Monday morning, with the campers back on board, we begin a beautiful slow cruise to Paradise Bay, which was named by the whalers because it was so beautiful. There are 2 bases in the bay. The first of these is a Chilean Base, “Gonzales”, a summer base only and the 12 staff stationed there left 2 weeks ago. There is a huge Chilean flag painted on one of the buildings. Their focus has been the study the local penguin colonies. Further along is the Argentinean Base, “Brown Base”, still staffed with its icebreaker ship stationed out front. They also study penguins in the area by motoring around with a smaller water boat. Next, we turned into the Ferguson Channel, where we are met with some huge icebergs. All along the way we see Humpback Whales just floating on the surface, barely moving. Lucy, our whale expert guesses that they are already gorged and are taking a brief rest before beginning their migration north out of Antarctic waters. From here we turn right into Gerlache Strait and head northwest to enter the famous and scenic Neumayer Channel. Neumayer Channel is often not passible due to extensive ice, however, recent word from other ships is that we may be able to travel along it. All along the way, the sky remains overcast with clouds blocking the view of the tops of the mountain peaks. However, at 10:30am the weather and the view allow us to assemble all the passengers on the bow of Deck 5 for a group picture. The Captain was in the windows of the bridge waving to everyone. This was an ideal place for the picture since Neumayer Channel is shaped like an ’S’ and is 15 miles long. Belgian explorer Adrian de Gerlache named Neumayer Channel after German explorer and scientist Georg von Neumayer, who sailed it during his Antarctic Expedition of 1897-1899. It is surrounded by high mountains, ice-covered cliffs and steep glaciers. As we head for Damoy Point, we pass Vinca Island which is named for a sailor who was washed overboard on Gerlache’ Expedition while he was cleaning out a ship’s scuppers.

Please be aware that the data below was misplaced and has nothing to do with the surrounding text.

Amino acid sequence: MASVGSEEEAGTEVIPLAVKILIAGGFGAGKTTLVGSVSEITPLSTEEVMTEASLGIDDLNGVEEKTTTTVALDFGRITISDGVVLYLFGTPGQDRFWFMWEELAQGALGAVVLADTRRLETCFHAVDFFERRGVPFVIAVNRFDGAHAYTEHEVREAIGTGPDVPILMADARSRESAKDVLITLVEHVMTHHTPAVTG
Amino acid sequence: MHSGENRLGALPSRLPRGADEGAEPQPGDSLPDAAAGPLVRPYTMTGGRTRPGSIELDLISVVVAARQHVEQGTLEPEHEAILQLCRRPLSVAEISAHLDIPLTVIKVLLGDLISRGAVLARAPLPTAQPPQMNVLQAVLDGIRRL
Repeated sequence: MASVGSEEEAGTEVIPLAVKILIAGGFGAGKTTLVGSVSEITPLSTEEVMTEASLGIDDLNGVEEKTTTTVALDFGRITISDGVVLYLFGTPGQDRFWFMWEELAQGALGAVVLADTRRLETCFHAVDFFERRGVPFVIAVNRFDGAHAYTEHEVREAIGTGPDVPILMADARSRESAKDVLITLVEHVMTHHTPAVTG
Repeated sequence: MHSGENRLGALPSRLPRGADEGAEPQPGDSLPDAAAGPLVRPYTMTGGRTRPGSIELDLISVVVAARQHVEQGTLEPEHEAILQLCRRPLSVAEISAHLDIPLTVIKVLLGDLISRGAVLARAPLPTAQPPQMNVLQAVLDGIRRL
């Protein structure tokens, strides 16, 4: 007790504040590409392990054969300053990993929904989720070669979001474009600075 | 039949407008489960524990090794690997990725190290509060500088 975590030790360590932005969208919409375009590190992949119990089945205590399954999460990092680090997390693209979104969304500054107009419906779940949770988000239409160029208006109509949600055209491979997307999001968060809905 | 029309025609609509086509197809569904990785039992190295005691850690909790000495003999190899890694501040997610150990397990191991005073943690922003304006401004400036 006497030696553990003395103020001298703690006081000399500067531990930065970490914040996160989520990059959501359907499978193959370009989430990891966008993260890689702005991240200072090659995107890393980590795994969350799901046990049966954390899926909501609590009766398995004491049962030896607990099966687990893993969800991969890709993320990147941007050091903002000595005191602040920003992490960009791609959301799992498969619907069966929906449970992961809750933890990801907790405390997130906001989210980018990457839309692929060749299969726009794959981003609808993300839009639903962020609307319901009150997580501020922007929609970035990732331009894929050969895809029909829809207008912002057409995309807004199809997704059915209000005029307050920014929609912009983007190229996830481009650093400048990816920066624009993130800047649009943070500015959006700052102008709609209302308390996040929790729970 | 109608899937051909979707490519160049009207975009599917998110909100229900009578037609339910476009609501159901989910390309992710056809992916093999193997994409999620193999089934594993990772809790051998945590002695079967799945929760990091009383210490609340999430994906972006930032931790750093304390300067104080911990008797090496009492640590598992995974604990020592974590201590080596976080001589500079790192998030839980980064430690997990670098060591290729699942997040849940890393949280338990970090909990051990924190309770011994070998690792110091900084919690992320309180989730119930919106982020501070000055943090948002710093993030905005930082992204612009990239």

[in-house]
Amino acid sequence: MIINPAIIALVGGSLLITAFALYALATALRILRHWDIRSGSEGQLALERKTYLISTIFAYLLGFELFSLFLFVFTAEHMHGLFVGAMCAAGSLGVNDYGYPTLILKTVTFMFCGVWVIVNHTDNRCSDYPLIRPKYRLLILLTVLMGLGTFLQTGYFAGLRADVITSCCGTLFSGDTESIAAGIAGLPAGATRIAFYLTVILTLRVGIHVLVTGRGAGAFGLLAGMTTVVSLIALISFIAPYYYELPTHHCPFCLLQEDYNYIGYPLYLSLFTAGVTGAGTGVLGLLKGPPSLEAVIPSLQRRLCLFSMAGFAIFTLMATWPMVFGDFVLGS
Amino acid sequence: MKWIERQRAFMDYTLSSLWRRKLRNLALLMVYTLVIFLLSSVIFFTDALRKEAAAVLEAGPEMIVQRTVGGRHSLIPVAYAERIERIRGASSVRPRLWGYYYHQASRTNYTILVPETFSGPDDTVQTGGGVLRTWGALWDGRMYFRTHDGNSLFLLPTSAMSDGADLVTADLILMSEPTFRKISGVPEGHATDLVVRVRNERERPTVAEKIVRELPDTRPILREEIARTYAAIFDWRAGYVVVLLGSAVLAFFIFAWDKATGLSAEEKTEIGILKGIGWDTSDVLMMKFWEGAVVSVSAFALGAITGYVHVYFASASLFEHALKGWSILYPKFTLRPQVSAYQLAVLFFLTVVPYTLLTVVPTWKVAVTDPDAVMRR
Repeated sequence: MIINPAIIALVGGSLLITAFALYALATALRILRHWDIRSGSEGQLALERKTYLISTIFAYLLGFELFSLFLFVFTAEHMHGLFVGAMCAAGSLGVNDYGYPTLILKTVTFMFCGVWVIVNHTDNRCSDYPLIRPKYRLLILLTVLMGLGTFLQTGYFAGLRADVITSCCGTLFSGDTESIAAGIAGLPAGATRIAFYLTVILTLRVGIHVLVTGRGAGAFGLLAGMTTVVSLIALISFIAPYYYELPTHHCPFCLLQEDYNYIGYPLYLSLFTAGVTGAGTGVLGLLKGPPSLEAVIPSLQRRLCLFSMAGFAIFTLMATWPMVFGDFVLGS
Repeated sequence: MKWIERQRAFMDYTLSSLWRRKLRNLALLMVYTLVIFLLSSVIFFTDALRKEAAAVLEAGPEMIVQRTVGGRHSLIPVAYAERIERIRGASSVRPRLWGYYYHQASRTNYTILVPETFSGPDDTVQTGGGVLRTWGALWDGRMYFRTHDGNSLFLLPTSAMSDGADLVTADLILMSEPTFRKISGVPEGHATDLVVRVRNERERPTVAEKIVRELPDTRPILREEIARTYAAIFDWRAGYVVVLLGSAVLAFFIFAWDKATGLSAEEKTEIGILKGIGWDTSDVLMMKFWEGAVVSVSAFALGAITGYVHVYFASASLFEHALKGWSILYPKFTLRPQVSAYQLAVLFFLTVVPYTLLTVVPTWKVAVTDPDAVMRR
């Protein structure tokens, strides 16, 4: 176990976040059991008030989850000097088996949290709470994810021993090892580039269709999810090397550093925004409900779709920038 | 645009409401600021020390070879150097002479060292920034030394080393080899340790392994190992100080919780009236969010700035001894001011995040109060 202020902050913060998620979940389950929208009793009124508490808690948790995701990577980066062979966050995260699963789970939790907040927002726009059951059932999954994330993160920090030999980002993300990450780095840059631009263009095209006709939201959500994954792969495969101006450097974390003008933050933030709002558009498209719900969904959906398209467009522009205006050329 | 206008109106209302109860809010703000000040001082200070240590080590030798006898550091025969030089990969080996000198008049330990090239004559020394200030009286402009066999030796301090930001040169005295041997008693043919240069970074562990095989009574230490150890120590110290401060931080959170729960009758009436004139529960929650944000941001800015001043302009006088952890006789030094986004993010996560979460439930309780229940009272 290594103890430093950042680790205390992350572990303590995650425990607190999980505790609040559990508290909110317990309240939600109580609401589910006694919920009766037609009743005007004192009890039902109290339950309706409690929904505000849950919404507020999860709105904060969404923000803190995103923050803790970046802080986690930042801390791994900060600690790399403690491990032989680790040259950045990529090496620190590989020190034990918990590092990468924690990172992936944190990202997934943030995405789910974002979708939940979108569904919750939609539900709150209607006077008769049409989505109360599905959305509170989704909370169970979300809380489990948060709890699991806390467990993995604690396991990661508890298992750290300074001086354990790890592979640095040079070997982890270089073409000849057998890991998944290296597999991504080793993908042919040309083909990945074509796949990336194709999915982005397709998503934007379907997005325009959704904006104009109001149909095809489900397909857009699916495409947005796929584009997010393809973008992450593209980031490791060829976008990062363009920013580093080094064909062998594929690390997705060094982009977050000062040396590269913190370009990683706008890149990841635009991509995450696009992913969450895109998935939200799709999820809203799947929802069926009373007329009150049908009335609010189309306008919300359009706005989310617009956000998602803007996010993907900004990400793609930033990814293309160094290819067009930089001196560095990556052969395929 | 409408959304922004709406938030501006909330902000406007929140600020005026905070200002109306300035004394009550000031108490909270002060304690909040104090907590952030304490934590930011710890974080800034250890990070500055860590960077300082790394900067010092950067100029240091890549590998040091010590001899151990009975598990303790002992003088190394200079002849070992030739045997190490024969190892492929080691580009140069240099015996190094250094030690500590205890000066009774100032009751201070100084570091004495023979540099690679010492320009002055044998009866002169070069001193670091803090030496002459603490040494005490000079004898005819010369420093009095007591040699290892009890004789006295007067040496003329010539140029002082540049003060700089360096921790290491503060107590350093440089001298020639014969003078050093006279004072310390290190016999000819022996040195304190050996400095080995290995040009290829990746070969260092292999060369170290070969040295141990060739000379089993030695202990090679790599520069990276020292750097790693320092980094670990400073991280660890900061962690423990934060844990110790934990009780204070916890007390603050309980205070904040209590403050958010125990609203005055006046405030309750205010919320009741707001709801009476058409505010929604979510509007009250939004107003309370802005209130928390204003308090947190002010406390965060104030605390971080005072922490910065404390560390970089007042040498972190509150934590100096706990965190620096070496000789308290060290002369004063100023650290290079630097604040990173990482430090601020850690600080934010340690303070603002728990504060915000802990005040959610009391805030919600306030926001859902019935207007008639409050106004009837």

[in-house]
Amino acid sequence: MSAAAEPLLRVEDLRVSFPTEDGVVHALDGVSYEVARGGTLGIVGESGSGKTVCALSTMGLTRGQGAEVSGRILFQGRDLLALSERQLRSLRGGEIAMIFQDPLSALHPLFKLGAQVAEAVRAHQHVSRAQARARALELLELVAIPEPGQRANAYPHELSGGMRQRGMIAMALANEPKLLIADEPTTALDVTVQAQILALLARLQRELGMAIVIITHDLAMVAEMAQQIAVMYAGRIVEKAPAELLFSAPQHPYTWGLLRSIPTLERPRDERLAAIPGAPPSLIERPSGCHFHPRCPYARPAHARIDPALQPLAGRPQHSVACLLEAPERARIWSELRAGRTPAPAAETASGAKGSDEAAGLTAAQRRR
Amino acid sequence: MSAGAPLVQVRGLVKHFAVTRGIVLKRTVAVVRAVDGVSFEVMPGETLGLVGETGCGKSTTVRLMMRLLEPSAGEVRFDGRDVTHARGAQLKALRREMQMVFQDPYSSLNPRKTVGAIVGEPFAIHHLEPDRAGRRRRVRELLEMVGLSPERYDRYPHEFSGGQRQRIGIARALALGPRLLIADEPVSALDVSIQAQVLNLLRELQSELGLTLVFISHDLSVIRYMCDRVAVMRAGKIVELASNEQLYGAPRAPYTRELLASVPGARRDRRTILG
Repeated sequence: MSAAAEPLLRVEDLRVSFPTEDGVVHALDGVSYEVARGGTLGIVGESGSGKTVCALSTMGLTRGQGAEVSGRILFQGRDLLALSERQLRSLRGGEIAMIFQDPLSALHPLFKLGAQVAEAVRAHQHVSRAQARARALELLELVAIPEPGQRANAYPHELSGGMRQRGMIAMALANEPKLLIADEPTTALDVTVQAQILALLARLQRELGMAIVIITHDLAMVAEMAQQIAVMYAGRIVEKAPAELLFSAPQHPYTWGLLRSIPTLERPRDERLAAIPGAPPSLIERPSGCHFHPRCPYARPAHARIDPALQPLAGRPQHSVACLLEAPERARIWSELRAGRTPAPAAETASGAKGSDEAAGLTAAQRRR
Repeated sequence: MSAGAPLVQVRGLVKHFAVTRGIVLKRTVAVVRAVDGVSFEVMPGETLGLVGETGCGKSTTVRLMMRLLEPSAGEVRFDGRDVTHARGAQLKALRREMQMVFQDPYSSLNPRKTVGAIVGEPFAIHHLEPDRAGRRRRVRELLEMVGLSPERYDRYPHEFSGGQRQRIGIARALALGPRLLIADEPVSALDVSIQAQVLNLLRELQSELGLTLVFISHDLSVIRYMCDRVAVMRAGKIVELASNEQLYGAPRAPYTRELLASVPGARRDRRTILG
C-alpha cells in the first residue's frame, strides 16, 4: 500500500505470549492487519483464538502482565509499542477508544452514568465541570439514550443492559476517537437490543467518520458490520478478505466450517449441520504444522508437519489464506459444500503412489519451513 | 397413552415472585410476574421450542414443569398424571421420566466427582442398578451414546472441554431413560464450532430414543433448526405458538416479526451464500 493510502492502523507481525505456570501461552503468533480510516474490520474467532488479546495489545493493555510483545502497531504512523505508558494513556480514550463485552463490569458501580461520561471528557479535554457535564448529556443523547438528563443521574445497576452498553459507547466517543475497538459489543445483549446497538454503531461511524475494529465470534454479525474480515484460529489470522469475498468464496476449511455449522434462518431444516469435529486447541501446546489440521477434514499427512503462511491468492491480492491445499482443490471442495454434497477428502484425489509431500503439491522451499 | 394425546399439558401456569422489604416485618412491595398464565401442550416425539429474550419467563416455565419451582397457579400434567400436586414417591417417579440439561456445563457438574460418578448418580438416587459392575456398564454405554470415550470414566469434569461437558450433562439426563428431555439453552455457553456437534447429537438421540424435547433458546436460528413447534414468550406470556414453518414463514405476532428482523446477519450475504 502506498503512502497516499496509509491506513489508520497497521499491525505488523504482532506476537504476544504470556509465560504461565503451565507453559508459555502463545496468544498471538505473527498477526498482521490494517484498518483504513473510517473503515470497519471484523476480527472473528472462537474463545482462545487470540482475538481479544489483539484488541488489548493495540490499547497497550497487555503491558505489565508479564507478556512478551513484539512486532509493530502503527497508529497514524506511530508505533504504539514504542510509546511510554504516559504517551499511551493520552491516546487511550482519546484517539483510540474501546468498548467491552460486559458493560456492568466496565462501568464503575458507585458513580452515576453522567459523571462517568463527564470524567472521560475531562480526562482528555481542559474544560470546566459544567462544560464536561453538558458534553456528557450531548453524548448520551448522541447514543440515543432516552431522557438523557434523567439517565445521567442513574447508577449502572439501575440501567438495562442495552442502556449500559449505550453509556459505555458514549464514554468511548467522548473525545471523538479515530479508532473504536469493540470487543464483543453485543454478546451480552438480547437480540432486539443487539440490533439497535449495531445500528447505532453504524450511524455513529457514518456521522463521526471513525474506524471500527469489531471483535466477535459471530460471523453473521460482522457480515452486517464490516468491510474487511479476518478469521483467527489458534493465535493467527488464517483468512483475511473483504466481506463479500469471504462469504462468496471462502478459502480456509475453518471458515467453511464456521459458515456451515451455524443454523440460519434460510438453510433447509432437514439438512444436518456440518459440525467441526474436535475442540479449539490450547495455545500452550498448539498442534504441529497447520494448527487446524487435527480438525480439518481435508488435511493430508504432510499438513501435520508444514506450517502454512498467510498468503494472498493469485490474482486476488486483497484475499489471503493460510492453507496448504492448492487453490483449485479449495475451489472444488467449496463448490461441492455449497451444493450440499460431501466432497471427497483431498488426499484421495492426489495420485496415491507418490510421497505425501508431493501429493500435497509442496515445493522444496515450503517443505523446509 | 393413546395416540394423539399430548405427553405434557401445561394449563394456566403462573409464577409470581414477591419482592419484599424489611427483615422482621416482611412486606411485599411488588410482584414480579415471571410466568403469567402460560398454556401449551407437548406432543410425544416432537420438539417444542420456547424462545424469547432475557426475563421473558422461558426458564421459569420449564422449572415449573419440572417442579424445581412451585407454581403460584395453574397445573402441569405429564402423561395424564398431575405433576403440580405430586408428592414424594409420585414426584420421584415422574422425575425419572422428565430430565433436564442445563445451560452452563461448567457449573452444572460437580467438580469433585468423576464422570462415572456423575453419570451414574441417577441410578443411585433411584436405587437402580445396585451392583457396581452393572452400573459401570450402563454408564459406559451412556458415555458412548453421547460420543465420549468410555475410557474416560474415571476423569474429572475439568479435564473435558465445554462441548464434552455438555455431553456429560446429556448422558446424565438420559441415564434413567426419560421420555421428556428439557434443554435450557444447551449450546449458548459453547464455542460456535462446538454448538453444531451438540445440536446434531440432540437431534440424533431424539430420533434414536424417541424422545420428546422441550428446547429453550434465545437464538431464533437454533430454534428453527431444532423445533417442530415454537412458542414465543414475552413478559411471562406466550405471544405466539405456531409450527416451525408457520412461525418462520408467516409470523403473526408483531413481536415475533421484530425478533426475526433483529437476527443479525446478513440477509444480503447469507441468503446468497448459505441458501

We did an early lunch in preparation of our landing at Damoy Point as the two of us will be kayaking today. We arrived at at Damoy Point ~12:30pm, and in the interim, we changed into our long underwear and 2-pairs of socks, and then head to deck 2 to put on polar fleece jumpsuits and neoprene dry suits. We then added neoprene boots and neoprene mittens that connect directly around the kayak paddles. Finally, with hats, scarves, neck buffs, lifejackets and cameras, we board the zodiacs for a short ride to a rocky beach on Damoy Point in Dorian Bay where our kayaks are waiting. Damoy Point was originally discovered by the French Antarctica Expedition of 1903-1905 under Jean-Baptiste Charcot. While we kayak, the rest of the passengers will explore scientific huts and the hill’s viewpoints. There are Gentoo penguins here and blue-eyed cormorants. The one hut was built by the British in 1973 and was used for several years as a summer aircraft landing facility. The landing strip was on thick, blue-ice that has since melted away and was used for planes to bring supplies to Port Lockroy. Since this area stayed frozen so much of the year due to its southernly latitude, the runway had allowed researchers in Port Lockroy and Rothera Bases to get an early start on their research without having to depend on ships. It was last occupied in 1993 and has been designated as a Historic Site. Today, Rothera Base has its own runway. There is also a hut here built by the Argentinians and kept supplied by the nearby Uruguayan Base. Once we approach the beach in our zodiacs, we unloaded into cold waters of the bay to walk ashore since the area was very rocky. We adjusted our kayak pedals and paddles, climbed in, and then were gently pushed into the frigid waters. There are 14 of us in seven double kayaks and 2 guides in single kayaks. The water, while extremely cold, is very clear and it is very quiet out there. There are penguins in the waters around us and the current quickly moves us out of the bay toward the ship. Once everyone is accustomed to paddling, we explore the area around the bay, stopping for a group photo. After ~3 hours, it was time to return to the beach and return to the ship.